Dark Thoughts: Personal and Collective

1508552_705489946150179_333021707_nBy Terence T. Gorski, Author
January 8, 2014

Dark thoughts can envelop our soul. We create some of these thoughts from personal experience, but not all of them.  Real but hidden threats cause some of these thoughts. Historical memory of devastating wars, poverty, and disease are the source of others. Many dark thoughts come from the collective unconscious of the group mind reflected in the deep rumblings of  the core violence of human culture.

There are bigger currents of humanity that move through our minds – a collective current that touches us all but is acknowledged by few. Our troubled violent history and current problems disturb us to the core of our being. It is easier to deny, to self-medicate, to distract with destructive pursuits. To look away is tempting. Denial, however, does not work very well in changing reality.

Human civilization is dark and violent. Human beings have a long history of collective and personal violence. War and violent crime have plagued humanity since before the beginning of written history.  The first recorded war occurred over 5,000 years ago and human beings have been systematically slaughtering each other with the best available technology ever since. War is the primary driver of technology and economic development.

Violence may have created and certainly sustains human culture. Read the Bible or the Koran and take note of the wide-spread murders, wars, plundering of cities, the women raped and murdered, and children put to the sword. Much of this slaughter was done in the name of God. It was also done to get new lands and steal the wealth of others. It is too often rationalized as the will of god.

The violence that permeates culture creates chronic pain called ANGST – the universal pain of the human condition. Living with the conscious knowledge that we will die causes us fear. To know that we need to love and the violence causes more violence causes shame and guilt when we live a world where life must feed upon life in order to survive. Addiction may well be a universal cross-cultural mechanism for managing this primal fear. There seems to be a strong relationship between fear of violence and both addiction and mental health problems. There is strong evidence that primitive religion emerged as a result of ritual practices to stop collective mob violence in primitive communities.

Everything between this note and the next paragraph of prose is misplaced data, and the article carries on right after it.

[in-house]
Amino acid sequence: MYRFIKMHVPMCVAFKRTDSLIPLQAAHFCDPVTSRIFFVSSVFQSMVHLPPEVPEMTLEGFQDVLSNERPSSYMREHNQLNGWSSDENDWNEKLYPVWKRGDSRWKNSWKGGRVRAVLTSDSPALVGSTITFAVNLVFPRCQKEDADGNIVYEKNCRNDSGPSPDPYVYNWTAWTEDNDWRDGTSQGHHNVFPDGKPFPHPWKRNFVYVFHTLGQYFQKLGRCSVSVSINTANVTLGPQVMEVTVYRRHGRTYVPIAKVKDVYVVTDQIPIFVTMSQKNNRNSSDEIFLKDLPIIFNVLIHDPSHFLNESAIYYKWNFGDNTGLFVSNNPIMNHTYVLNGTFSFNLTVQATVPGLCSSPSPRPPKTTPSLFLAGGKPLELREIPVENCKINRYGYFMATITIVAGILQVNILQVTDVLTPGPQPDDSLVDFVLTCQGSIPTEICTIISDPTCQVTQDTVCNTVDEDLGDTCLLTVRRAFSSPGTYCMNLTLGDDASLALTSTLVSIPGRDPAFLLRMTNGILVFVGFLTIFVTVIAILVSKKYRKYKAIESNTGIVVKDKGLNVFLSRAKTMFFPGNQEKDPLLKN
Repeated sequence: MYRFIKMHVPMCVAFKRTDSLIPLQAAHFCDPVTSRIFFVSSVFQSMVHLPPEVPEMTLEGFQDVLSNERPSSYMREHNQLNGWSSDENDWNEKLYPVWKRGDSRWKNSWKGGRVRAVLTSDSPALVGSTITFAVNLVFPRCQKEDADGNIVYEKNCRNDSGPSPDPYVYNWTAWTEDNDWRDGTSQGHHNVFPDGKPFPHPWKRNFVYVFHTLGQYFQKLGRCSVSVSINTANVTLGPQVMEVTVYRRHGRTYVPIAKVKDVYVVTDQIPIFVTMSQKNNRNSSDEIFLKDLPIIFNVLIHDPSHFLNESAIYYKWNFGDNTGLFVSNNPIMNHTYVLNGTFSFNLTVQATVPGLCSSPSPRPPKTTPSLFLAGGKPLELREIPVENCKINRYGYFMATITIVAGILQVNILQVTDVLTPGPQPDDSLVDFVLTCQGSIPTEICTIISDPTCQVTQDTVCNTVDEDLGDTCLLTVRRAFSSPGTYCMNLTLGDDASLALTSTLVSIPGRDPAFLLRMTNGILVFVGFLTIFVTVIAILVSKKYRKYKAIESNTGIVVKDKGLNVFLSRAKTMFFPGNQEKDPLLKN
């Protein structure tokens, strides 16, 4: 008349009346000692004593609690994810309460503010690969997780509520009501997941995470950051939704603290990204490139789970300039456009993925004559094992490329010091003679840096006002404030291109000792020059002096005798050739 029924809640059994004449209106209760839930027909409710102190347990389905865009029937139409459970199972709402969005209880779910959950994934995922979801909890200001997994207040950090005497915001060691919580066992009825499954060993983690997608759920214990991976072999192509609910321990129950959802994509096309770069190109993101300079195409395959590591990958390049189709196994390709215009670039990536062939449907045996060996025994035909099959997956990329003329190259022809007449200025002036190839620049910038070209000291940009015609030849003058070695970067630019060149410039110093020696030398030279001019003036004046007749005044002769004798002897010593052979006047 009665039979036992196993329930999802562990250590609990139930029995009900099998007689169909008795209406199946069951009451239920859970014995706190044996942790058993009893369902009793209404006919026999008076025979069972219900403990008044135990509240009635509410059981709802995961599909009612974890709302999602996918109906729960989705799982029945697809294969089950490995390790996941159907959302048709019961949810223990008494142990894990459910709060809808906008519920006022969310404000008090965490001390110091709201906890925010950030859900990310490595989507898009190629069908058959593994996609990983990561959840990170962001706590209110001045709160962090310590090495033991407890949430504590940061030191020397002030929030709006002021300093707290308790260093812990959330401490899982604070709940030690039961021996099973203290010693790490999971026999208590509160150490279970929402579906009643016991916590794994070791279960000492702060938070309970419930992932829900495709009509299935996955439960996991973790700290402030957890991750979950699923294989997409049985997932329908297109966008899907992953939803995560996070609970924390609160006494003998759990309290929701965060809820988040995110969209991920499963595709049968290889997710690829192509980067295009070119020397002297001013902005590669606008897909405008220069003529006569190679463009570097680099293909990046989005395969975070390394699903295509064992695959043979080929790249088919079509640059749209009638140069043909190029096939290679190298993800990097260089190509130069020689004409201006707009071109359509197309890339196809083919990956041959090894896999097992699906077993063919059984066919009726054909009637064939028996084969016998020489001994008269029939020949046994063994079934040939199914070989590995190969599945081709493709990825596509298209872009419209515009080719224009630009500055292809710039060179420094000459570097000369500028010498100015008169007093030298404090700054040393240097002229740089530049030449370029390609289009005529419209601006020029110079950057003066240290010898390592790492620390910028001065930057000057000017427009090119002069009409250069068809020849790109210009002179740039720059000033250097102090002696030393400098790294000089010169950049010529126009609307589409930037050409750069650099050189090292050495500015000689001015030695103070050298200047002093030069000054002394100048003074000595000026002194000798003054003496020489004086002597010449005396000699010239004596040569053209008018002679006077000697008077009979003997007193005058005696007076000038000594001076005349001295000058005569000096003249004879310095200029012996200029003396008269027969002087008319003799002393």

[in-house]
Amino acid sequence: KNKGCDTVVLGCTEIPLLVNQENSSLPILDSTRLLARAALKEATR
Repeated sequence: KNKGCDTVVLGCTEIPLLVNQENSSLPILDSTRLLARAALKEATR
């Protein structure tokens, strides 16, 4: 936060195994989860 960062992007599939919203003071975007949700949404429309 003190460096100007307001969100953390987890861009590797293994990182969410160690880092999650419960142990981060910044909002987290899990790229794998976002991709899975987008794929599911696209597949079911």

As long as we deny the violence all around us and pretend that it doesn’t exist, we ware part of the problem. We silently enable the violence and refuse to see what we are doing. The dark thoughts that we push deep into our mind, however, haunt us and often emerge at unexpected times. We are all guilty of perpetrated or enabling violence.

While hanging on the cross Jesus said: “Father, forgive them for they know not what they do.” This statement tells us why we are all culpable for the violence that surrounds us. If we don’t continue to improve our violence control mechanisms based on human empathy, individual societies and the world can lapse again into world war and domestic riots.